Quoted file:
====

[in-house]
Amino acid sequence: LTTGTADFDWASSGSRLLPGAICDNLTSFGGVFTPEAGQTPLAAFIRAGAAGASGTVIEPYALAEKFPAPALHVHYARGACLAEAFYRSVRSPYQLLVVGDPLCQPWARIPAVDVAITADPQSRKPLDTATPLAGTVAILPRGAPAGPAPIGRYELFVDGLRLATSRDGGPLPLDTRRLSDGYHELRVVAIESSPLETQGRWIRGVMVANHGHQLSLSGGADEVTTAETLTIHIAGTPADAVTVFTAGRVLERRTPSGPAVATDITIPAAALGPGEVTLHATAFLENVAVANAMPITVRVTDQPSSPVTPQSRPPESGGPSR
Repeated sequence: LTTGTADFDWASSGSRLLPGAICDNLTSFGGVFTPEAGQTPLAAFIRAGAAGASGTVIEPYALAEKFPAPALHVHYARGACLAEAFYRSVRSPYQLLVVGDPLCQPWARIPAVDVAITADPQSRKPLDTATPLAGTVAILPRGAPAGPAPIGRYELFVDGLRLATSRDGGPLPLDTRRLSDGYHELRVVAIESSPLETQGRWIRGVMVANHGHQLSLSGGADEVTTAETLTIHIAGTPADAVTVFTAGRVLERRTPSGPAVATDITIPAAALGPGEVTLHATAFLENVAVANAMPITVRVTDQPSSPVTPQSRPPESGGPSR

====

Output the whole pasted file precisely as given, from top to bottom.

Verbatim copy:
[in-house]
Amino acid sequence: LTTGTADFDWASSGSRLLPGAICDNLTSFGGVFTPEAGQTPLAAFIRAGAAGASGTVIEPYALAEKFPAPALHVHYARGACLAEAFYRSVRSPYQLLVVGDPLCQPWARIPAVDVAITADPQSRKPLDTATPLAGTVAILPRGAPAGPAPIGRYELFVDGLRLATSRDGGPLPLDTRRLSDGYHELRVVAIESSPLETQGRWIRGVMVANHGHQLSLSGGADEVTTAETLTIHIAGTPADAVTVFTAGRVLERRTPSGPAVATDITIPAAALGPGEVTLHATAFLENVAVANAMPITVRVTDQPSSPVTPQSRPPESGGPSR
Repeated sequence: LTTGTADFDWASSGSRLLPGAICDNLTSFGGVFTPEAGQTPLAAFIRAGAAGASGTVIEPYALAEKFPAPALHVHYARGACLAEAFYRSVRSPYQLLVVGDPLCQPWARIPAVDVAITADPQSRKPLDTATPLAGTVAILPRGAPAGPAPIGRYELFVDGLRLATSRDGGPLPLDTRRLSDGYHELRVVAIESSPLETQGRWIRGVMVANHGHQLSLSGGADEVTTAETLTIHIAGTPADAVTVFTAGRVLERRTPSGPAVATDITIPAAALGPGEVTLHATAFLENVAVANAMPITVRVTDQPSSPVTPQSRPPESGGPSR